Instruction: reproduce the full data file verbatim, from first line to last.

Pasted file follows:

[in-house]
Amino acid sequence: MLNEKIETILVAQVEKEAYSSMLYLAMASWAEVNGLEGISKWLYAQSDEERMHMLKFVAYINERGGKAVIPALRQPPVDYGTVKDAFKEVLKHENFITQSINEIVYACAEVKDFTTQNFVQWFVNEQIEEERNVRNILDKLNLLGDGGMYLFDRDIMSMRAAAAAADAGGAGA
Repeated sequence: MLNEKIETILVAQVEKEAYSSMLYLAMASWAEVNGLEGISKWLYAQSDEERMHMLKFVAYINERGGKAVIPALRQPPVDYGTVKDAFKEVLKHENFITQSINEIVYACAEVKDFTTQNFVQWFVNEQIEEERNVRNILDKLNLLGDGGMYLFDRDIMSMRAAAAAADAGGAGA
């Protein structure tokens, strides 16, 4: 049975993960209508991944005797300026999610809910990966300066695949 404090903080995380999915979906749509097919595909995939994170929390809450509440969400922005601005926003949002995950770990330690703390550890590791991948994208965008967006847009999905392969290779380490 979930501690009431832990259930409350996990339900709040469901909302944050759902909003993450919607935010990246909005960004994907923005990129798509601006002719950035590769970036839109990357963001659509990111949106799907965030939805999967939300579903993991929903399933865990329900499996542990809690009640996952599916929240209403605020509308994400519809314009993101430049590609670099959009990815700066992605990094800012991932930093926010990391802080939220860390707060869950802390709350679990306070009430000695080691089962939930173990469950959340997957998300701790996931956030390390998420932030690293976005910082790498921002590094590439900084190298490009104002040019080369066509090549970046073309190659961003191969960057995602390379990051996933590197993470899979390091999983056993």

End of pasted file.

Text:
[in-house]
Amino acid sequence: MLNEKIETILVAQVEKEAYSSMLYLAMASWAEVNGLEGISKWLYAQSDEERMHMLKFVAYINERGGKAVIPALRQPPVDYGTVKDAFKEVLKHENFITQSINEIVYACAEVKDFTTQNFVQWFVNEQIEEERNVRNILDKLNLLGDGGMYLFDRDIMSMRAAAAAADAGGAGA
Repeated sequence: MLNEKIETILVAQVEKEAYSSMLYLAMASWAEVNGLEGISKWLYAQSDEERMHMLKFVAYINERGGKAVIPALRQPPVDYGTVKDAFKEVLKHENFITQSINEIVYACAEVKDFTTQNFVQWFVNEQIEEERNVRNILDKLNLLGDGGMYLFDRDIMSMRAAAAAADAGGAGA
């Protein structure tokens, strides 16, 4: 049975993960209508991944005797300026999610809910990966300066695949 404090903080995380999915979906749509097919595909995939994170929390809450509440969400922005601005926003949002995950770990330690703390550890590791991948994208965008967006847009999905392969290779380490 979930501690009431832990259930409350996990339900709040469901909302944050759902909003993450919607935010990246909005960004994907923005990129798509601006002719950035590769970036839109990357963001659509990111949106799907965030939805999967939300579903993991929903399933865990329900499996542990809690009640996952599916929240209403605020509308994400519809314009993101430049590609670099959009990815700066992605990094800012991932930093926010990391802080939220860390707060869950802390709350679990306070009430000695080691089962939930173990469950959340997957998300701790996931956030390390998420932030690293976005910082790498921002590094590439900084190298490009104002040019080369066509090549970046073309190659961003191969960057995602390379990051996933590197993470899979390091999983056993």